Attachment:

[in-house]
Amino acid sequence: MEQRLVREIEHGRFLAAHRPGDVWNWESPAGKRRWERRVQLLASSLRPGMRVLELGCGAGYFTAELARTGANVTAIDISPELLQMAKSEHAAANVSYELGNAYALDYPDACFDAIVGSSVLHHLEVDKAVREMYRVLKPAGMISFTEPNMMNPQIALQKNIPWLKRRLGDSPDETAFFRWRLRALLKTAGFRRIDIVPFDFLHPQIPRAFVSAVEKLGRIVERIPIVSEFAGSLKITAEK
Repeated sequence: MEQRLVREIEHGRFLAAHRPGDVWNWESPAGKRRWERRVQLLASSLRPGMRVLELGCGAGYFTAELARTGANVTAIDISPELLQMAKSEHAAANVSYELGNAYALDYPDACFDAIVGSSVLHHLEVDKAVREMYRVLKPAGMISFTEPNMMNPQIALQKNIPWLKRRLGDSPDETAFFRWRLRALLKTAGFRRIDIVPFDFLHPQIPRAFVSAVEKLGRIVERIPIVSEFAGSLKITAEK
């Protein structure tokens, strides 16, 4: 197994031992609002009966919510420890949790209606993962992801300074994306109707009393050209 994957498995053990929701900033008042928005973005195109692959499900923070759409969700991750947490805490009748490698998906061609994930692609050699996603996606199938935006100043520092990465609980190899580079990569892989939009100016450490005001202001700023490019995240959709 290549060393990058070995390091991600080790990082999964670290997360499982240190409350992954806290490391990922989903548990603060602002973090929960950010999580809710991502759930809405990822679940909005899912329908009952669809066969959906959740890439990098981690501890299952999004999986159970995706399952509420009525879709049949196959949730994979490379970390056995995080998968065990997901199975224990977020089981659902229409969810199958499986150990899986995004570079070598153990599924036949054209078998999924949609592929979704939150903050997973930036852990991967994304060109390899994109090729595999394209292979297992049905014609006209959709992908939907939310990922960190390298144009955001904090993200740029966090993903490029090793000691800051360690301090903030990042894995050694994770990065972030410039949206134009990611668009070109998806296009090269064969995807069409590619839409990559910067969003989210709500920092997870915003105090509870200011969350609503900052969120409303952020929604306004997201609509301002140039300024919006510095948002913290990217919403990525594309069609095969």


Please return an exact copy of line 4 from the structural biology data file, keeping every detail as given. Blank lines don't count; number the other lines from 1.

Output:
């Protein structure tokens, strides 16, 4: 197994031992609002009966919510420890949790209606993962992801300074994306109707009393050209 994957498995053990929701900033008042928005973005195109692959499900923070759409969700991750947490805490009748490698998906061609994930692609050699996603996606199938935006100043520092990465609980190899580079990569892989939009100016450490005001202001700023490019995240959709 290549060393990058070995390091991600080790990082999964670290997360499982240190409350992954806290490391990922989903548990603060602002973090929960950010999580809710991502759930809405990822679940909005899912329908009952669809066969959906959740890439990098981690501890299952999004999986159970995706399952509420009525879709049949196959949730994979490379970390056995995080998968065990997901199975224990977020089981659902229409969810199958499986150990899986995004570079070598153990599924036949054209078998999924949609592929979704939150903050997973930036852990991967994304060109390899994109090729595999394209292979297992049905014609006209959709992908939907939310990922960190390298144009955001904090993200740029966090993903490029090793000691800051360690301090903030990042894995050694994770990065972030410039949206134009990611668009070109998806296009090269064969995807069409590619839409990559910067969003989210709500920092997870915003105090509870200011969350609503900052969120409303952020929604306004997201609509301002140039300024919006510095948002913290990217919403990525594309069609095969």